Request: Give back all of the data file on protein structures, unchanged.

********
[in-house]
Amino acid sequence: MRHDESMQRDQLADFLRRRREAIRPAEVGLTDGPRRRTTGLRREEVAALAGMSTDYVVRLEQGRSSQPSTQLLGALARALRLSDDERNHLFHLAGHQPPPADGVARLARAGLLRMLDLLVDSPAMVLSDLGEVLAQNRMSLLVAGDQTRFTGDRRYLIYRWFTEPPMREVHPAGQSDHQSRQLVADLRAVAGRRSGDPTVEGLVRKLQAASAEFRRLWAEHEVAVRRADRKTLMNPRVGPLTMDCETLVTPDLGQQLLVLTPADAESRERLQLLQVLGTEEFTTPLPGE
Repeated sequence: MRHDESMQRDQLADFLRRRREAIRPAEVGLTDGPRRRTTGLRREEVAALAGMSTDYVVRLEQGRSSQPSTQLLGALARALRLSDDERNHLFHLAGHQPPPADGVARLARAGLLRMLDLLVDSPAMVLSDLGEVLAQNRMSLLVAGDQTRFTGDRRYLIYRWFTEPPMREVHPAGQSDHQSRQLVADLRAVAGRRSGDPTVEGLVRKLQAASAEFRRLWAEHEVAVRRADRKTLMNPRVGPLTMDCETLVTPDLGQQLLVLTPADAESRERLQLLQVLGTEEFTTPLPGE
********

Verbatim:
[in-house]
Amino acid sequence: MRHDESMQRDQLADFLRRRREAIRPAEVGLTDGPRRRTTGLRREEVAALAGMSTDYVVRLEQGRSSQPSTQLLGALARALRLSDDERNHLFHLAGHQPPPADGVARLARAGLLRMLDLLVDSPAMVLSDLGEVLAQNRMSLLVAGDQTRFTGDRRYLIYRWFTEPPMREVHPAGQSDHQSRQLVADLRAVAGRRSGDPTVEGLVRKLQAASAEFRRLWAEHEVAVRRADRKTLMNPRVGPLTMDCETLVTPDLGQQLLVLTPADAESRERLQLLQVLGTEEFTTPLPGE
Repeated sequence: MRHDESMQRDQLADFLRRRREAIRPAEVGLTDGPRRRTTGLRREEVAALAGMSTDYVVRLEQGRSSQPSTQLLGALARALRLSDDERNHLFHLAGHQPPPADGVARLARAGLLRMLDLLVDSPAMVLSDLGEVLAQNRMSLLVAGDQTRFTGDRRYLIYRWFTEPPMREVHPAGQSDHQSRQLVADLRAVAGRRSGDPTVEGLVRKLQAASAEFRRLWAEHEVAVRRADRKTLMNPRVGPLTMDCETLVTPDLGQQLLVLTPADAESRERLQLLQVLGTEEFTTPLPGE